During the first Iraq war, after the United States started dropping bombs as a prelude to Desert Storm, homiletics professor David Buttrick surveyed mainline churches around the country to see if the war had been mentioned on the previous Sunday, whether in the sermon or in the voicing of prayers and concerns. In the vast majority of cases the answer was no.
Granted, some social and geopolitical issues are so large and so complicated that the preacher is not sure what to say.
When I find myself in this situation, knowing that people are coming to worship with such serious matters on their hearts and minds, but knowing too that I don’t have a clear word from the Lord on the matter, I say something like this: “Bombs are falling, our nation is at war, precious lives are being lost, and the situation is so complicated that people of good will come to different conclusions about it. Let’s hold all of that up to God—the violence, the killing and dying, and our own fears, hopes and confusion.”
So it was as Christians pondered the war in Lebanon. A fragile cease-fire seems to be holding, but it may have been broken down by the time you read this. While Israel had every right to respond to Hezbollah’s incursion on its border, the Israeli response in bombing civilian areas believed to harbor Hezbollah operatives and rocket launching sites caused many civilian deaths. It also created greater support for Hezbollah in Lebanon and throughout the Middle East and deepened hostility toward Israel and the United States. The war promises to create more violence in the future.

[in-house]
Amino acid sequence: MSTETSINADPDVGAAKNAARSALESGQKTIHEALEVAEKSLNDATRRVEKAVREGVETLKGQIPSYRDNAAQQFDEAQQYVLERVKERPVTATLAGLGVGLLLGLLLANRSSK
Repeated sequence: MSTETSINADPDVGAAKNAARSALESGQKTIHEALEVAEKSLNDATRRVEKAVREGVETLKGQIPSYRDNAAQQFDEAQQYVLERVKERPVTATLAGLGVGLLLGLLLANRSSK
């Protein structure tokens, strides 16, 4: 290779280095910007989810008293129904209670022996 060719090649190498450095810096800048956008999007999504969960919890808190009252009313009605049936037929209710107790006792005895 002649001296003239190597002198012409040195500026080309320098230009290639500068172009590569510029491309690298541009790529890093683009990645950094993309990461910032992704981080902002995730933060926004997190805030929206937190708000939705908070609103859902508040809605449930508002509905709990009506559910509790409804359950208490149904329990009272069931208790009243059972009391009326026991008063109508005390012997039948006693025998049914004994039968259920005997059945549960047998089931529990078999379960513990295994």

I have good and respected friends who differ vehemently about this issue. Some—and I’m inclined to agree—point to Israel’s occupation of Palestine as fundamentally wrong and ultimately counterproductive, and see Israel’s strong military response to Hezbollah as disproportionate and counterproductive. Other friends, particularly Jewish friends, see Israel’s existence at stake and believe that a strong military response is necessary for Israel to survive. I can understand that view too.
One of the things we all can do is keep talking to one another: Christians, Jews and Muslims. That’s why Jeffrey Bailey’s article on scriptural reasoning—the practice of reading scripture together across the boundaries of religion—gives me hope. The other thing we can do is hold all of our hopes and fears up to the God of Abraham and Sarah, whose will is shalom, for and among all God’s children.